November 16, 2009 We continued our quest for uncrowded playgrounds today… neighborhood playgrounds are almost never occupied, just in case you ever need to isolate your kid who still feels good enough to play! Today we went to Liberty Downs playground in Brentwood. We had a contract on a house in that neighborhood when Tanner was diagnosed, which we let go, of course. It’s one of my favorite neighborhoods, though. The whole thing feels like a beautiful park.
They have a nice playground next to a beautiful lake and a little stage where they hold neighborhood events. There is lots of space for running and some beautiful trees, so it’s one of our favorite spots. Today, though, it almost proved too much for Tanner.
To get there, you have to park at the top of a hill and go down the grassy slope to the lake and then down another steep hill to the playground. As soon as we got out of the car, Tanner cried out in pain – her left leg. She wanted me to carry her, but I encouraged her to walk, hoping it might work itself out. It was most likely nerve pain, combined with some pretty marked muscle loss from the most recent steroid bout. She limped down the hill with a grimace on her face, but seemed to be moving a little better at the bottom. She began running, which is once again a real struggle for her. She can do it; it just looks very awkward and like she is running against a current that keeps her from getting anywhere very fast. Her legs don’t seem to really cooperate with the will behind them and her head jerks and bobs with the effort of trying to get her body to do this simple thing that she would like to take for granted.
She fell twice while trying to kick the soccer ball. I had to lift her up into and out of a low fork in a tree she would have scaled easily before the leukemia. She struggled mightily, and with typical Tanner resolve, to get up the “rock wall” on the playground that Jake climbed up in seconds. She fell again, dancing on the stage and scraped her ankle. And, finally, when we left, she had the two big hills to face in order to get back to the car.
Normally, I would have given her a piggy back. I’m all for using play as therapy, but she was beat from an hour of hard play and it’s about 125 yards, mostly uphill. But, I had two soccer balls and some coats to carry. So, I put my hand under her upper arm to help support some of her weight up the first hill. She worked so hard. At the top, she stopped, hands on her knees, to rest. She looked back at the hill, panting, and said, “Corinne could just run right up that hill.”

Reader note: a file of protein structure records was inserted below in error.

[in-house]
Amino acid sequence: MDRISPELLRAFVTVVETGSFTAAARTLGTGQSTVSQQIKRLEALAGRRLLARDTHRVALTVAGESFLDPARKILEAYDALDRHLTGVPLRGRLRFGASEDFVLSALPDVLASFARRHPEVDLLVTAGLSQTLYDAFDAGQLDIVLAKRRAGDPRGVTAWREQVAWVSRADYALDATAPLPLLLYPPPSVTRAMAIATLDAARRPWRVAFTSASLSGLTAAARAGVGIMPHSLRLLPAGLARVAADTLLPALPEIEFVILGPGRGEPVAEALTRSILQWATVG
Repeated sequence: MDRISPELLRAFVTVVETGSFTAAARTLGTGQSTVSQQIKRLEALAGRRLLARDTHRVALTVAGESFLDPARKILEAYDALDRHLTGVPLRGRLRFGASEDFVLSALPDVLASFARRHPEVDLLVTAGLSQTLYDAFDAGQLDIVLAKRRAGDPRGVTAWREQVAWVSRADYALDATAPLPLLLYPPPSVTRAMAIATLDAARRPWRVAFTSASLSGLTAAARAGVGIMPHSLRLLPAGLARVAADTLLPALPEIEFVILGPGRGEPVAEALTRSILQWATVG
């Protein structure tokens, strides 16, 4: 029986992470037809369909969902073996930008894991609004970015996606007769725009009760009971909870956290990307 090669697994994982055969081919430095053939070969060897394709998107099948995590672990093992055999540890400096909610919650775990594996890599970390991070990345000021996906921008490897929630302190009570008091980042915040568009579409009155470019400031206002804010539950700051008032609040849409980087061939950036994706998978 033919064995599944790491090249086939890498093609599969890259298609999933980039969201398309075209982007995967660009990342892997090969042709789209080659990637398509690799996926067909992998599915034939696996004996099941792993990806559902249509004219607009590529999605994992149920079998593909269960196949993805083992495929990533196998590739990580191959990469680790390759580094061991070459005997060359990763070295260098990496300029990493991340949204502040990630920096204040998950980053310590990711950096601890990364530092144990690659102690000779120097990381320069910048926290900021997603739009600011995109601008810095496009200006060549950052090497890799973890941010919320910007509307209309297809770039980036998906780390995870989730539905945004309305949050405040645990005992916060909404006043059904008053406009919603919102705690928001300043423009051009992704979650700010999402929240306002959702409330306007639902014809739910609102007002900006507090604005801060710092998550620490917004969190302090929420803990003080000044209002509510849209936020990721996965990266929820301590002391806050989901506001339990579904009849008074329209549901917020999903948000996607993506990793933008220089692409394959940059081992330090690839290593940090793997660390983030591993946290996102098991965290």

Corinne is Tanner’s best friend and Tanner is right; she could have run right up. She is strong and athletic and full of energy. While I would pit Tanner’s energy against almost any kid, her physical strength has waned to the point that I wonder whether she will ever fully recover from the damage the drugs and the steroids are doing. Her upper legs are so thin, she looks like one of those starving kids in Africa; there’s no muscle there.
She has never fully gained her physical strength back after the first round of steroids back in June. She gained a lot back, mind you, and surprised me with what she was able to do. But, it was never normal. Now, this second round, combined with the 10-day stint in the hospital, has put her almost right back where she was before. I worry what the five-days-a-month of steroids that she will take for the next year and 10 months of Long Term Maintenance will do to her. Theoretically, she has the rest of her childhood to get strong again, but I still wonder what 2 ½ years of not being able to use her body to it’s fullest will do long-term. Not to mention the possibility that the long-term steroid use can cause avascular necrosis, or bone death, which can have a permanent debilitating effect (one of our leukemia friends is dealing with this now).
It’s scary and seems unfair, but I try to remember this: someone (I don’t remember who) told me that they knew someone who had leukemia when they were young and that it was a miracle this person survived at all, because leukemia at that time was a “death sentence.” It’s true. Even just 10 years ago, Tanner’s chances of beating this would have been notably different.
So, I try to ask myself, “If a doctor came to me when Tanner was diagnosed and said, ‘She will die within a month without treatment, but the treatment is very tough and can have some lasting side effects,’ what would we choose?” Of course, we would choose the opportunity for life. If it means she’ll never be a super athlete, it’s still better than the alternative, right?
I’m trying to learn to be more grateful for the treatment. For the chemo, the steroids, the plethora of medicine. It’s so easy to despise, but really, it’s a lifesaver… literally.